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We will learn how to write presenters and templates in Nette. After reading you will know:

  • how the presenters works
  • what are components and persistent parameters
  • how to render a template

Life Cycle of Presenter

We know by now that a presenter action causes invoking render<Action> method, thus for example renderShow. But it's not the only method that gets invoked. When writing presenters, we can write the following methods:

Life cycle of presenter


Method startup() gets invoked immediately after the presenter is created. It initializes variables or checks user privileges.

If you write your own startup() method, don't forget to call its parent parent::startup().


Analogous to the method render<View>(). There are situations when the presenter executes some specific action (authenticates the user, writes to database) and then redirects to somewhere else. To call it render would be inappropriate, because nothing is rendered. Because of that, there is an alternative called action.

It's important to know that the method action<Action>() gets called before render<View>(). It can even decide to change what render method gets invoked, by calling $this->setView('otherView') (renderOtherView() will get invoked).


Method handles so called signals aka subrequests. Designed mainly for components and handling of AJAX requests.


Method beforeRender, as the name suggests, gets invoked before render<View>() and it can contain for example setup of template, passing variables to template common for more views and so on.


Usually passes required data to templates.


Gets invoked at the end of the presenters life cycle.

More accurate would be to say, that we were talking about life cycle of the class Nette\Application\UI\Presenter, from which presenters are inherited most often. In general, a presenter is any class implementing the simple interface Nette\Application\IPresenter.

Termination of presenter

We can terminate a presenter anytime during its life cycle. We usually do this to prevent rendering a template.

  • termination of presenter directly by method: $presenter->terminate()
  • termination of presenter and immediate render the template: $presenter->sendTemplate()
  • termination of presenter and dispatch of the payload: $presenter->sendPayload() (for AJAX)
  • termination of presenter and dispatch of own response: $presenter->sendResponse($response)

A presenter can be terminated also by redirecting or by throwing a BadRequestException.


The presenter will deduce the path to the template file from a few simple rules. It will try, for presenter Product and action show, if one of these files exists:

- templates/Product/show.latte
- templates/

Presenter will also try to search for a layout (that is optional):

- templates/Product/@layout.latte
- templates/Product.@layout.latte
- templates/@layout.latte layout shared by multiple presenters

You can change the way of searching the templates by overriding the formatTemplateFiles or formatLayoutTemplateFiles methods.

Presenters and its components pass a few useful variables to the templates:

  • $basePath is an absolute URL path to root dir (for example /CD-collection)
  • $baseUrl is an absolute URL to root dir (for example http://localhost/CD-collection)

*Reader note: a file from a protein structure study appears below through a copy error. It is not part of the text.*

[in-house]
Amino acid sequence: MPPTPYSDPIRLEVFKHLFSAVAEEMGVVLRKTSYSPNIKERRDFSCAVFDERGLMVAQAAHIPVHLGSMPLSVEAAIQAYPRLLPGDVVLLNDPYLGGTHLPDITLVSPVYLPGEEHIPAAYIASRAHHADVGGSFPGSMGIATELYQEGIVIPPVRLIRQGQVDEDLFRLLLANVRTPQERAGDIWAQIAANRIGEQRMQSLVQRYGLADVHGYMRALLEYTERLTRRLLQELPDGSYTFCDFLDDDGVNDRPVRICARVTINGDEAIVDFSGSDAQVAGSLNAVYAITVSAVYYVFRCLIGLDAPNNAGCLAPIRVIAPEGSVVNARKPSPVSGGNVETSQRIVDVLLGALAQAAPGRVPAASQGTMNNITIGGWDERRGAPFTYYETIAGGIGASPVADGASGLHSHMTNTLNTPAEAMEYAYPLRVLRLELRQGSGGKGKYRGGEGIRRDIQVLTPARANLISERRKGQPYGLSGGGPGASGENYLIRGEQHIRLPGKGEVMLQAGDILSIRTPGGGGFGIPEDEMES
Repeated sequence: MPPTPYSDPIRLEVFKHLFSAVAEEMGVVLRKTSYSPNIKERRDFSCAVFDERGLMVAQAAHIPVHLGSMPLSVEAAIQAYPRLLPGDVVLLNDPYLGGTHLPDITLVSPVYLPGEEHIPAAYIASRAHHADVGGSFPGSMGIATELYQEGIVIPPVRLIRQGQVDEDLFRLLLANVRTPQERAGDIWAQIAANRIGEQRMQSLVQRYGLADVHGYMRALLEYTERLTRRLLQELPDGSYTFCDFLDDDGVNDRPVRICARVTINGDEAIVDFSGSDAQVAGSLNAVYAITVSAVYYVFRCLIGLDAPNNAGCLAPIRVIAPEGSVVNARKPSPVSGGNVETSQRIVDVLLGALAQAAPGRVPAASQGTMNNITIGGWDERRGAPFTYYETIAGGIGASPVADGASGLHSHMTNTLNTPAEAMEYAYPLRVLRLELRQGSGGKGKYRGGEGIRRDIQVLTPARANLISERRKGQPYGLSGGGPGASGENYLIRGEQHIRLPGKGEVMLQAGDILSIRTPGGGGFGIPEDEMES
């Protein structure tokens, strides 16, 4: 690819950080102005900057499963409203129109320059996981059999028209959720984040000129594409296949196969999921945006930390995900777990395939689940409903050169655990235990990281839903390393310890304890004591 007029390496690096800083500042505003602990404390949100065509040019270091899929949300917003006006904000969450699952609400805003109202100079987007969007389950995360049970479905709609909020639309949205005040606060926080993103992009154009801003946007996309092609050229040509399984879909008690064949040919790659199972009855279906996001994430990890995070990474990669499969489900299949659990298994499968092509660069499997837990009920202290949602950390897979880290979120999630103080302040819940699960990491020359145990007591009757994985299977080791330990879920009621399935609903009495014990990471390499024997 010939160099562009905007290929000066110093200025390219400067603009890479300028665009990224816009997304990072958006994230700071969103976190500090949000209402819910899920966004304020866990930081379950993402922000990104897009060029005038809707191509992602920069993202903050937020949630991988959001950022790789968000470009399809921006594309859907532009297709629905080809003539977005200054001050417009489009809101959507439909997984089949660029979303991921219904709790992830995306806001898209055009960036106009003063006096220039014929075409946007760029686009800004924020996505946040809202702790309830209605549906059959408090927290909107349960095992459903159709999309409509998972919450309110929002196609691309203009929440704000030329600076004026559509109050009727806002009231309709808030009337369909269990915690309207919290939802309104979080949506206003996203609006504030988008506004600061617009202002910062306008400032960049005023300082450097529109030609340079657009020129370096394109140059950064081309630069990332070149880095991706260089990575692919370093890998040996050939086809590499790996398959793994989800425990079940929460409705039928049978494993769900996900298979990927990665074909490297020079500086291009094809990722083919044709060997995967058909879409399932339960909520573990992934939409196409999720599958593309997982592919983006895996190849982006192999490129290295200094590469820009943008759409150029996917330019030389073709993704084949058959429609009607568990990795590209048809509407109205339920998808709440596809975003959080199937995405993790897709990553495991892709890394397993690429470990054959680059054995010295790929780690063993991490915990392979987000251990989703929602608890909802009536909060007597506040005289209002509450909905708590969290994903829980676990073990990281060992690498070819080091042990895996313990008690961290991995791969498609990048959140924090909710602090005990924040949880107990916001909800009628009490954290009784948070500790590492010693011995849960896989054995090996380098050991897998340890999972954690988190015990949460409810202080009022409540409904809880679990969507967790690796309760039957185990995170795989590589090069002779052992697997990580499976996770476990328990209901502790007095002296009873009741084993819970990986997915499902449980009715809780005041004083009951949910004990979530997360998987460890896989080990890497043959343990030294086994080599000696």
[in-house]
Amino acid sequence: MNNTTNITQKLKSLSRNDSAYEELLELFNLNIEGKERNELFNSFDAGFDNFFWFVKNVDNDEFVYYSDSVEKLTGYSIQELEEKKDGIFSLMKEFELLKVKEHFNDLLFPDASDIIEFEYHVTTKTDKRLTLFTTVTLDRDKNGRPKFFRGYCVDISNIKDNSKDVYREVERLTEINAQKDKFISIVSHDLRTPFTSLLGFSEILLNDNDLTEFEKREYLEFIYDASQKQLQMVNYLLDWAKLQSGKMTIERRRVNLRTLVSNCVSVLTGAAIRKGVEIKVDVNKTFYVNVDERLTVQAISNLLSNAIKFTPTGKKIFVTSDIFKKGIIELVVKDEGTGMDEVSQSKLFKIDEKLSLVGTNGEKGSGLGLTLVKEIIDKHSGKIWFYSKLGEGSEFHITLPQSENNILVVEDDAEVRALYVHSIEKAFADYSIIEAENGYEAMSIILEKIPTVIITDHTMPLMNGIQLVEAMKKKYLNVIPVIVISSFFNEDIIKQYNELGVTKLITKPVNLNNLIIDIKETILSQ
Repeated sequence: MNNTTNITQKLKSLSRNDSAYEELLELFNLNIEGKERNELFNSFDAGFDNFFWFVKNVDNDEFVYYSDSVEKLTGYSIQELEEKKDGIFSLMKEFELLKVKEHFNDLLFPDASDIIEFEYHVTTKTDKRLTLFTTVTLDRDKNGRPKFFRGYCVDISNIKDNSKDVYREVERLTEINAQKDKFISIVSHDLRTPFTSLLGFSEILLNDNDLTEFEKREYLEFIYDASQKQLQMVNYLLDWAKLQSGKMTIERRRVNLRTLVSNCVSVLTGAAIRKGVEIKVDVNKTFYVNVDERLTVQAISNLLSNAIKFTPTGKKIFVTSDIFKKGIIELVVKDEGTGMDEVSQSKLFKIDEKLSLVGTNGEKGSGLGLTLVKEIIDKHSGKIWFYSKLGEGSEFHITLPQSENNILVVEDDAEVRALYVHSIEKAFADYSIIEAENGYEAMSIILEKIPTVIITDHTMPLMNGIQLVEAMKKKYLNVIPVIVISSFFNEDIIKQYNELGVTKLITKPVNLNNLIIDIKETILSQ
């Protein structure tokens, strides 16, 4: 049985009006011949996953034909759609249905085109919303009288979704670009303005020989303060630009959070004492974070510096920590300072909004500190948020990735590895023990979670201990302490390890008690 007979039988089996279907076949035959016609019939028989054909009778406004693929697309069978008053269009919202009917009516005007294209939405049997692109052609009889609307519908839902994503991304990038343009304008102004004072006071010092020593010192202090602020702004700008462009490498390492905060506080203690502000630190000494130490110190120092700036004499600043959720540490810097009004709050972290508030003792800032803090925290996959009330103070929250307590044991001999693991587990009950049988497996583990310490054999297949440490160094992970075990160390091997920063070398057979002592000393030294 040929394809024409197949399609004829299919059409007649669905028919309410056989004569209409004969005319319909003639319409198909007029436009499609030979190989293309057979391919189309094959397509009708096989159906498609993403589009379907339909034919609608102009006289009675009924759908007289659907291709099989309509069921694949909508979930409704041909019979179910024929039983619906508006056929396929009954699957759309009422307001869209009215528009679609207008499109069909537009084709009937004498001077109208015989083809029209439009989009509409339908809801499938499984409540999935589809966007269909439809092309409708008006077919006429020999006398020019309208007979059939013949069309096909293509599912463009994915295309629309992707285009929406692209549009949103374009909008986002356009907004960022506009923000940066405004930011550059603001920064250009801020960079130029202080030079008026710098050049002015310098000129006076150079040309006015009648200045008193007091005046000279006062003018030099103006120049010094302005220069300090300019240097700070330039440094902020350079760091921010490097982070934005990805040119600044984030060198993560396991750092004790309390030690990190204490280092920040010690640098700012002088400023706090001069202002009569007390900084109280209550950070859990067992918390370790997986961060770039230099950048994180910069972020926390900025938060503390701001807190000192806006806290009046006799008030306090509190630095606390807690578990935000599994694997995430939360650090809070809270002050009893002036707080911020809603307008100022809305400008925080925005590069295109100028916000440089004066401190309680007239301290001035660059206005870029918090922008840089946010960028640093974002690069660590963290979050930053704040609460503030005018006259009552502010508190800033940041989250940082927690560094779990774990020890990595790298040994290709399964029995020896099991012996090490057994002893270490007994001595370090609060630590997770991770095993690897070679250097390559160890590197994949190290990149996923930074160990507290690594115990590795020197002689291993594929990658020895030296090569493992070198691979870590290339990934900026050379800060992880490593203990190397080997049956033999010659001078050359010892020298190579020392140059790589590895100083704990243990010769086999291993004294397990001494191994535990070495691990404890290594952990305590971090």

• $user is a object representing the user
  • $presenter is the current presenter
  • $control is the current component or presenter
  • $flashes list of messages sent by method flashMessage()

You can read more details about template rendering in a separate chapter.

Actually it's not hard at all! When you're requesting an action, for example Homepage:default, then

  1. an object of class HomepagePresenter will be created
  2. method renderDefault() will be called (if it exists, but it doesn't have to)
  3. template, for example templates/Homepage/default.latte with layout, for example templates/@layout.latte, will be rendered

and in template we can create a link to mentioned Product:show($id), roughly like this:

<a n:href="Product:show $productId">product detail</a>

It looks like creating applications in Nette Framework will be child's play.


There are two methods redirect() and forward() for jumping to another presenter, which have similar syntax as mentioned link(). For example, after submitting a form and writing to the database, we will redirect to the product's detail by calling:

$this->redirect('Product:show', $id);

While forward() will pass to new action without redirecting, method redirect() will redirect the browser with HTTP code 302 or 303. If we would want to use a different code, we will put it before the name of the action of a presenter:

$this->redirect(301, 'Product:show', $id);

To go to URLs outside of your application, you can redirect using redirectUrl():


Redirection immediately terminates activity of the presenter by throwing the so called terminating exception Nette\Application\AbortException.

Sometimes, before redirection, we want to send a so called flash message. That's a message that will appear after redirection in template.

Error 404, etc.

When we can't fulfill the request, because for example the record is missing in the database, we will throw an exception Nette\Application\BadRequestException, which represents HTTP error 404:

public function renderShow($id)
	$product = $this->model->getProduct($id);
	if (!$product) {
		throw new Nette\Application\BadRequestException;

	// ...

When a user is not authorized to see the page, we will throw a Nette\Application\ForbiddenRequestException exception (error 403). Other error codes can be returned using second argument of Nette\Application\BadRequestException.

Flash messages

These are messages informing about a result of some operation. An important feature of flash messages is that they are available in template, even after redirection. Even when displayed, they are available for three seconds – in case that a user would unintentionally refresh the page – thus messages will not be lost.

Just call the flashMessage() method and presenter will take care about passing the message to template. First argument is the text of the message and second optional argument is its type (error, warning, info etc.). The method flashMessage() returns an instance of flash message, to allow us to add more information.

public function deleteFormSubmitted($form)
	// ... model asks for deletion of record ...

	// we will pass the flash message
	$this->flashMessage('Item was removed.');

	$this->redirect(...); // and redirect